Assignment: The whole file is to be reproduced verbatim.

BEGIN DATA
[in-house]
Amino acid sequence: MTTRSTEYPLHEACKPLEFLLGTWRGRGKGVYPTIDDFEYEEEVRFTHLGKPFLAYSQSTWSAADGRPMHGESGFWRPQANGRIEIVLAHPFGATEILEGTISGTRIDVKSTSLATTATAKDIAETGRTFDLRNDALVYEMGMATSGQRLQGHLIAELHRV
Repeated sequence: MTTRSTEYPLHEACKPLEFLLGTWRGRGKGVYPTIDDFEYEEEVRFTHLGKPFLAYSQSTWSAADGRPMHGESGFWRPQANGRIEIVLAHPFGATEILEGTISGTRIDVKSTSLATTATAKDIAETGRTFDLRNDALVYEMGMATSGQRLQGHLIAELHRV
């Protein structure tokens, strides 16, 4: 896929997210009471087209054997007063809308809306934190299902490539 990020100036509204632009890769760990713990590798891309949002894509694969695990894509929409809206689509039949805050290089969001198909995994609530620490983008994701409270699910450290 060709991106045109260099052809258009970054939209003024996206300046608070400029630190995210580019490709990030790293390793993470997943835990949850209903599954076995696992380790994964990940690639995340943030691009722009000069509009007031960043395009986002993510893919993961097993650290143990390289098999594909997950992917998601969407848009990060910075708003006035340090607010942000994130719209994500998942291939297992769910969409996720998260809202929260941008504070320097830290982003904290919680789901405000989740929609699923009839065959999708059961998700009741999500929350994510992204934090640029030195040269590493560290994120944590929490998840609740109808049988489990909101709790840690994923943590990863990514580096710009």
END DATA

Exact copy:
[in-house]
Amino acid sequence: MTTRSTEYPLHEACKPLEFLLGTWRGRGKGVYPTIDDFEYEEEVRFTHLGKPFLAYSQSTWSAADGRPMHGESGFWRPQANGRIEIVLAHPFGATEILEGTISGTRIDVKSTSLATTATAKDIAETGRTFDLRNDALVYEMGMATSGQRLQGHLIAELHRV
Repeated sequence: MTTRSTEYPLHEACKPLEFLLGTWRGRGKGVYPTIDDFEYEEEVRFTHLGKPFLAYSQSTWSAADGRPMHGESGFWRPQANGRIEIVLAHPFGATEILEGTISGTRIDVKSTSLATTATAKDIAETGRTFDLRNDALVYEMGMATSGQRLQGHLIAELHRV
């Protein structure tokens, strides 16, 4: 896929997210009471087209054997007063809308809306934190299902490539 990020100036509204632009890769760990713990590798891309949002894509694969695990894509929409809206689509039949805050290089969001198909995994609530620490983008994701409270699910450290 060709991106045109260099052809258009970054939209003024996206300046608070400029630190995210580019490709990030790293390793993470997943835990949850209903599954076995696992380790994964990940690639995340943030691009722009000069509009007031960043395009986002993510893919993961097993650290143990390289098999594909997950992917998601969407848009990060910075708003006035340090607010942000994130719209994500998942291939297992769910969409996720998260809202929260941008504070320097830290982003904290919680789901405000989740929609699923009839065959999708059961998700009741999500929350994510992204934090640029030195040269590493560290994120944590929490998840609740109808049988489990909101709790840690994923943590990863990514580096710009």